THE FRENCH GOVERNMENT has finally declared that it is to consolidate its fragmented aerospace industry. The move is hardly surprising. Tough markets, falling defence budgets and the threat of emerging US giants, have raised the urgency of consolidation throughout Europe.

Neither is it particularly revolutionary. The UK rationalised and privatised its aerospace industry nearly two decades ago and Germany followed suit at the end of the 1980s.

The move is nevertheless welcome, but with two qualifications. Firstly, that it actually happens (and there is still no guarantee that it will) and secondly, that the move is a precursor to involving France in broader European consolidation, rather than simply a retrenchment within French borders.

The fact is that the French Government has left this restructuring perilously late. Having held on for too long to the credo that state control, and support of loss-making concerns is an unavoidable component of a successful industrial policy, France now finds itself with a series of state-owned companies seriously short of funds and lacking a clear sense of direction.

Now, Jacques Chirac wants to do what two other French presidents have failed to do: force a merger between privately owned Dassault and state-owned Aerospatiale. This, he says, will solve two problems. Aerospatiale requires Fr10 billion ($2 billion) of fresh funds, presumably from its Government owner, and Dassault lacks the critical size which would allow it to compete alongside its larger UK and US military aircraft rivals.

In reality, there is little evidence to suggest that this marriage will be a easy one. Serge Dassault has repeatedly said that he wants nothing to do with Aerospatiale and has no desire to sink his company's money into a perennial loss-making giant. Since he is not only head of the company, but also of the founding Dassault family, still with a major shareholding interest, his wishes will not be easy to ignore.

Aerospatiale can argue that its performance has been improving. Over the past two years, under president Louis Gallois, the group has succeeded in reversing its downward slide, with increases in sales and significantly reductions in both the workforce and financial losses.

Dassault, despite the fact that it is profitable, also faces some problems of its own. Budget cuts are forcing further delays on the company's flagship Rafale fighter-aircraft programme and, as a result, Dassault now faces a significant gap in earnings until production ramps up early the next century.

More fundamentally, while Dassault is still unchallenged as supplier of front-line fighters to the French air force, that is no longer enough to guarantee the future in an increasingly global defence business.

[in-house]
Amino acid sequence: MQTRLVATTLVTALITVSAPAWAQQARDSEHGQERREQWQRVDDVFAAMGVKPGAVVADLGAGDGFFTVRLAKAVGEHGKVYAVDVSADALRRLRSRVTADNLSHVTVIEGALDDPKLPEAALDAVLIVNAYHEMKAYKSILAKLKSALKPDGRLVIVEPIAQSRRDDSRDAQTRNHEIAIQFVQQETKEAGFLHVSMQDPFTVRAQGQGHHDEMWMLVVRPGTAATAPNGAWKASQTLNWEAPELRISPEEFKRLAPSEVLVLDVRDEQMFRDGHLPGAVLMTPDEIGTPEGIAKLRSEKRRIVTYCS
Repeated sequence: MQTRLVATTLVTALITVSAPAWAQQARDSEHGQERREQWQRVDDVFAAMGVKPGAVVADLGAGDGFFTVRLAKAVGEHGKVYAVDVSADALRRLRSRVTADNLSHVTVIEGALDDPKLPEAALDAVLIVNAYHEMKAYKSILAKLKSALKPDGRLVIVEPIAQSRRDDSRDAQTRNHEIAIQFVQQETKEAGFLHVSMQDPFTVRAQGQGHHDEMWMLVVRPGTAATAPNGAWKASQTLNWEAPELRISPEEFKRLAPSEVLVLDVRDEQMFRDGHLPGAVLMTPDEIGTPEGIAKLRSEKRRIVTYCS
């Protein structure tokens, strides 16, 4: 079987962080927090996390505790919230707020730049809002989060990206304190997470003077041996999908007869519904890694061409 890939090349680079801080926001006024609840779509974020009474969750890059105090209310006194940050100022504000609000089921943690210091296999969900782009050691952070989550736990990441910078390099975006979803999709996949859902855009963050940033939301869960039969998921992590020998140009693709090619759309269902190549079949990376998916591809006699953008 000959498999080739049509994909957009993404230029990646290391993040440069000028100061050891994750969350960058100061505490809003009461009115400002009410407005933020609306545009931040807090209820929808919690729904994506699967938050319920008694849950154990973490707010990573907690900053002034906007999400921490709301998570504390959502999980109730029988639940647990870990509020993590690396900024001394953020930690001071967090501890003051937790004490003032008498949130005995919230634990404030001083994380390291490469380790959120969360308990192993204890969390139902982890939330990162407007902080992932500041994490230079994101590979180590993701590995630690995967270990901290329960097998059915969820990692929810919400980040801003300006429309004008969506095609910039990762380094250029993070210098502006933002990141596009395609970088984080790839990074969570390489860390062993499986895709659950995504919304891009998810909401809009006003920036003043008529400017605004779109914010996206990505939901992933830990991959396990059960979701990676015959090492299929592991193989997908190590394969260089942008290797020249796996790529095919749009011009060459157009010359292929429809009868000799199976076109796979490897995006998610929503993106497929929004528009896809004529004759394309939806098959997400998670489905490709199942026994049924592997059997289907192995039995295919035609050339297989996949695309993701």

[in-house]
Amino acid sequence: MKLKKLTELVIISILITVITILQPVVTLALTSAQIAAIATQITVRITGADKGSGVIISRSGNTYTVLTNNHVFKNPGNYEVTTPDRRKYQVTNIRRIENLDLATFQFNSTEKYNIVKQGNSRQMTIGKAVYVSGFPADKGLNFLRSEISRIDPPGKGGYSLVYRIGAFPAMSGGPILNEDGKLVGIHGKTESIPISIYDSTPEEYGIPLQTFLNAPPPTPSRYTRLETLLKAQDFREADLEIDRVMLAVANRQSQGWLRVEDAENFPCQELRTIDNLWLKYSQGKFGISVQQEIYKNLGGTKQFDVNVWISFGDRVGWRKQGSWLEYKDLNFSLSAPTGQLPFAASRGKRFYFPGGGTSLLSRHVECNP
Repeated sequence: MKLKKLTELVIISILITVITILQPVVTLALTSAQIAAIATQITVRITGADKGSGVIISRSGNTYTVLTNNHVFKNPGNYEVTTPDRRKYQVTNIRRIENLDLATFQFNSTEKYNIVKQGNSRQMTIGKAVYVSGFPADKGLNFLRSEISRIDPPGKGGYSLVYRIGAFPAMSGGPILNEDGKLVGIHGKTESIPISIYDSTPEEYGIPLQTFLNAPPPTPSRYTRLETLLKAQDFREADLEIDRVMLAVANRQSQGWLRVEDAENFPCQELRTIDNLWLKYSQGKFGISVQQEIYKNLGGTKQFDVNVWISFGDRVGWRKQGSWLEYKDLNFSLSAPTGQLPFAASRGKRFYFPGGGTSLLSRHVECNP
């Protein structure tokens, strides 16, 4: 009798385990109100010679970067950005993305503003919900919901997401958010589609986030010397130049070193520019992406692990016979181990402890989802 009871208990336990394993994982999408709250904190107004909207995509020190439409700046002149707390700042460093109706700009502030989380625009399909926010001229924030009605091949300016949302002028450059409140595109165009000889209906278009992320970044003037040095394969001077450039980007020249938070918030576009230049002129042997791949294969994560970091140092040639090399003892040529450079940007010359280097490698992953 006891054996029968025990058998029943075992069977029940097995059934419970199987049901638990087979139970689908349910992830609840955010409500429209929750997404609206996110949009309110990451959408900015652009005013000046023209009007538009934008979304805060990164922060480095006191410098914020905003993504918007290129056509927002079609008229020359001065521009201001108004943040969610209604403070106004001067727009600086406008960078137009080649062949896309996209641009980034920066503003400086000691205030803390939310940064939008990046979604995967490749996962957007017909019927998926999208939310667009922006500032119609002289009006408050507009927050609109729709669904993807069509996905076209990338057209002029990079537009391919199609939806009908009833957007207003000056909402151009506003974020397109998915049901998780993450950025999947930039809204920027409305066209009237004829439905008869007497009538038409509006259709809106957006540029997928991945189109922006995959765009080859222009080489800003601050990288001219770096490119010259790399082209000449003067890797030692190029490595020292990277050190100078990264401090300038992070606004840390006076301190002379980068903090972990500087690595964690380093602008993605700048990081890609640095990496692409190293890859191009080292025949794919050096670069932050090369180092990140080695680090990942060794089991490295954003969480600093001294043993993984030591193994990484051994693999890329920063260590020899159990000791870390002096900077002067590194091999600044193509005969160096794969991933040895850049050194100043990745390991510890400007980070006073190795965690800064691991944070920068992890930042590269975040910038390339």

The French Government's thinking appears to be that the future of the country's fighter-aircraft capability would be more secure if Dassault were to be incorporated into a larger, broader-based, group. Dassault, already with its corporate-aircraft interests, could sit neatly alongside Aerospatiale's primarily civil-aircraft operations.

As a French solution to a French problem, this thinking holds some logic. This is not simply a French issue, however, and the Government has to look outside its borders for some potentially more promising solutions on a European scale.

Dassault has already edged closer to British Aerospace, linking up on early research into the next generation of fighter aircraft to follow the Rafale and the Eurofighter. A tie-up between those two companies would create a European tactical-aircraft operation to rival any in the USA. It would also have the added benefit of ensuring that Dassault is not cut out of any future UK-German alliance on military aircraft.

Aerospatiale, too, has its own European alliances to pursue. Airbus and the new Aero International (Region) consortia already have their own identities, and will one day presumably graduate towards being true European companies in their own right. Aerospatiale is also closely allied with Daimler-Benz Aerospace in missiles, helicopters and space.

If internal French consolidation, were to jeopardise the progress of any of these budding examples, of European co-operation, it will have done more harm than good in the long run.

Source: Flight International